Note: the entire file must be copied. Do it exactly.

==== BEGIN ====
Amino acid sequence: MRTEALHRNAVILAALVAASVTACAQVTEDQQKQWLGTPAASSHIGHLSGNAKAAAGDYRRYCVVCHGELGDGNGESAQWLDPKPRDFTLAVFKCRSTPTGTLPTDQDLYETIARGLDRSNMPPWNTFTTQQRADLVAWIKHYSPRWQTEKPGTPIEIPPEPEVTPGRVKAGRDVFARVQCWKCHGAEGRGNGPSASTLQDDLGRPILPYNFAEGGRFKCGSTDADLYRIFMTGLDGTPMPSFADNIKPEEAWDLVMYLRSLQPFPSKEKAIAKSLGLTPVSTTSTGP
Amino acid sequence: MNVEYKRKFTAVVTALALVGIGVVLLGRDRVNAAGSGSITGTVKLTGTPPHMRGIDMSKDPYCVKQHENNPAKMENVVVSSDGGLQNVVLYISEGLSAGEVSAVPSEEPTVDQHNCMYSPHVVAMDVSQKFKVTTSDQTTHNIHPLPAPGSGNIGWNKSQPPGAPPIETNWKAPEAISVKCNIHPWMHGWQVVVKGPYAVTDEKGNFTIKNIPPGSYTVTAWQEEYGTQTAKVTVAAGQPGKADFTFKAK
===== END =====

Amino acid sequence: MRTEALHRNAVILAALVAASVTACAQVTEDQQKQWLGTPAASSHIGHLSGNAKAAAGDYRRYCVVCHGELGDGNGESAQWLDPKPRDFTLAVFKCRSTPTGTLPTDQDLYETIARGLDRSNMPPWNTFTTQQRADLVAWIKHYSPRWQTEKPGTPIEIPPEPEVTPGRVKAGRDVFARVQCWKCHGAEGRGNGPSASTLQDDLGRPILPYNFAEGGRFKCGSTDADLYRIFMTGLDGTPMPSFADNIKPEEAWDLVMYLRSLQPFPSKEKAIAKSLGLTPVSTTSTGP
Amino acid sequence: MNVEYKRKFTAVVTALALVGIGVVLLGRDRVNAAGSGSITGTVKLTGTPPHMRGIDMSKDPYCVKQHENNPAKMENVVVSSDGGLQNVVLYISEGLSAGEVSAVPSEEPTVDQHNCMYSPHVVAMDVSQKFKVTTSDQTTHNIHPLPAPGSGNIGWNKSQPPGAPPIETNWKAPEAISVKCNIHPWMHGWQVVVKGPYAVTDEKGNFTIKNIPPGSYTVTAWQEEYGTQTAKVTVAAGQPGKADFTFKAK